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Wednesday, April 22, 2009

Tortured Logic

I am appalled by the public support for the officially sanctioned torture of al Qaeda operatives held at Guantanimo. The logic seems to be that the radical Islamists would show no mercy if they had an American in similar circumstances. This was the sort of thinking during the Cold War made it popular to violate the rights of American citizens. After all, the Soviets would have no such compunction.

Supporters of torture are always pushing the "24" scenario: There is a ticking time bomb hidden in a city and the hero tortures a villain to obtain the location of the device. It's a fiction we see over and over again in action/adventure movies and programs. That doesn't make torture logical, ethical or legal. I'm just a liberal wuss, and ACLU simp, but let's conceder this scenario. Your child is kidnapped, and the abductors have demanded an amount of cash that you have no hope of obtaining by the kidnapper's deadline. You, with your child's life on the line, rob a bank, pay off the kidnappers and rescue your child. Should you be arrested for bank robbery? After all you were acting in a good cause and in extreme panic. Now what if it were not your daughter, but you under threat from Mafiosi demanding the money for your own life. Not quite so sympathetic a scenario, but still you are robbing the bank for a greater good. Tell it to the FBI. I'm sure they will give you a pass. Raise the violation from a simple felony to the abrogation of our constitution, the backbone of our nation. We Americans are not a plot of land or colorful flag. We are an Idea, and any assault on that idea is an assault on our country as bad as any atrocity al Qaeda could hope to devise.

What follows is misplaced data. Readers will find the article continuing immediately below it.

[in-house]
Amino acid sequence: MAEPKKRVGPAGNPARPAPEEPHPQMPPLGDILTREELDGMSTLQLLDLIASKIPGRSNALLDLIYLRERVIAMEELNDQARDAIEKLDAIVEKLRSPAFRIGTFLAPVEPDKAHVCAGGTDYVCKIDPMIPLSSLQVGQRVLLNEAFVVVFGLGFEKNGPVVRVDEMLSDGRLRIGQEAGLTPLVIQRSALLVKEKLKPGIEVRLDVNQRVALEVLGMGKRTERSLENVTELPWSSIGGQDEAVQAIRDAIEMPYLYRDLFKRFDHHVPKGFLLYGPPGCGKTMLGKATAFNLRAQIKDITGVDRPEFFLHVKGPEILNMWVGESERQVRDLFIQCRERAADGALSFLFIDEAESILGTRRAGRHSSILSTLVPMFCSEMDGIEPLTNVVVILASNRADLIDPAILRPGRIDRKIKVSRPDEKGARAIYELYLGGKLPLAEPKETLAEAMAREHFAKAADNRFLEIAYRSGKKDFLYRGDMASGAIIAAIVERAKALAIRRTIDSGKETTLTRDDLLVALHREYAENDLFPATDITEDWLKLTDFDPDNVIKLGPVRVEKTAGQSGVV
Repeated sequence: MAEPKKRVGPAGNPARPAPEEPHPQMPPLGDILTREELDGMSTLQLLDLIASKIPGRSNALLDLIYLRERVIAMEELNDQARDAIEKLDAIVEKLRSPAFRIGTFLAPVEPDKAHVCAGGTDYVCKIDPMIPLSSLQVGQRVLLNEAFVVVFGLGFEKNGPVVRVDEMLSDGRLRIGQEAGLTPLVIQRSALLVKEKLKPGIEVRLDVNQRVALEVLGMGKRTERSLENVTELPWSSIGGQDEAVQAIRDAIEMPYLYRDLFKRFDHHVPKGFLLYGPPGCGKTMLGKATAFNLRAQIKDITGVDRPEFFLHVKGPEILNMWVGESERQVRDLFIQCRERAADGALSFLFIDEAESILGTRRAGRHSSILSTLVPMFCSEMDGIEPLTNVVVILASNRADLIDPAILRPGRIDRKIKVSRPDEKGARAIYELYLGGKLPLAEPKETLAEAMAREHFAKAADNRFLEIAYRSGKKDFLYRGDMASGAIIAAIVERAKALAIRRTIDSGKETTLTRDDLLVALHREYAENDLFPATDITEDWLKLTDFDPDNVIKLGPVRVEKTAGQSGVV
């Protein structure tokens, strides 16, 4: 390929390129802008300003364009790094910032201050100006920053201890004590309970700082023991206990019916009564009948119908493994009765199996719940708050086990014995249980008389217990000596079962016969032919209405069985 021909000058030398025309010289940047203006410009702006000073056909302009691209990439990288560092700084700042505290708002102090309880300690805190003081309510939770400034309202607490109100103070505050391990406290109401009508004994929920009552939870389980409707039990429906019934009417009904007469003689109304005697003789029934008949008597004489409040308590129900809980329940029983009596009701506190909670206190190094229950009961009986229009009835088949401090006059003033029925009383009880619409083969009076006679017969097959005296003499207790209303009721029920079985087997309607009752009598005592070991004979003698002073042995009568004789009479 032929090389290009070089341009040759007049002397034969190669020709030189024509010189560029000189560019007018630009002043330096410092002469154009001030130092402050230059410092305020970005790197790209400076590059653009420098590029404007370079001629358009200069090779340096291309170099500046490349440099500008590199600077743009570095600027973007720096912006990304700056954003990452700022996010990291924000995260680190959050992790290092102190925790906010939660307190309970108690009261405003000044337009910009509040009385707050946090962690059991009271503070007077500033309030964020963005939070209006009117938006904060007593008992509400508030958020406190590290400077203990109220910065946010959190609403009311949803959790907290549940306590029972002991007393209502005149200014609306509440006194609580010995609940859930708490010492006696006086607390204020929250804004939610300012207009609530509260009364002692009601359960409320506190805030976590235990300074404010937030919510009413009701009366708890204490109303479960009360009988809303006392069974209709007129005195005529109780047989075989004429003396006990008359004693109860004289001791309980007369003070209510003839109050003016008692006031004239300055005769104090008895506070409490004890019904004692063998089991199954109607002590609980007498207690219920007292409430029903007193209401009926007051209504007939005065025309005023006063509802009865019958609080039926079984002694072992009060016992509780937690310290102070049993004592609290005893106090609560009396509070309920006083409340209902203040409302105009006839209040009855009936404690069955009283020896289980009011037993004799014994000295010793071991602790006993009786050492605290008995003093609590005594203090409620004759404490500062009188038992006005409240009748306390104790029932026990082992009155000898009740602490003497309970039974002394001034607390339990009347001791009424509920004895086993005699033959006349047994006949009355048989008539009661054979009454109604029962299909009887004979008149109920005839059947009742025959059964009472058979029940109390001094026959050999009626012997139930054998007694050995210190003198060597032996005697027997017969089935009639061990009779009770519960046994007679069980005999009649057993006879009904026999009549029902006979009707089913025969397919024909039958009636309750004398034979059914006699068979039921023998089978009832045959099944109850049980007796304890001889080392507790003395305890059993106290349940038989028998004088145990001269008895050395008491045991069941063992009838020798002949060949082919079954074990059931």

Prosecuting the torturers and their enablers is not only a good idea, it is mandatory, if painful. The Bush administration tore our legal system down to the level of a corrupt central Asian republics better known for authoritarian repression than respect for any inalienable rights.

I have no burning desire to see good Americans persecuted for doing what they saw as their duty, but such positions also attract some of our less savory personalities. The ability to abuse people without retribution attract some to positions in law enforcement, corrections, and the military. They are a minute percentage of the people in those positions, but they can do the most damage, especially when sought out by superiors looking to use them as willing tools.

Some names are public, and others will have to be ferreted out in the coming investigation. The perpetrators are the sort of cowards who can be deterred by the threat of punishment. Their bosses are another case entirely. They were so determined to prove that Iraq and al Qaeda were linked and that Iraq had WMD that they were willing to do anything, and did. We don't have a deep enough hole for these corrupt thugs to spend the rest of their festering lives, but we should use the best one we have.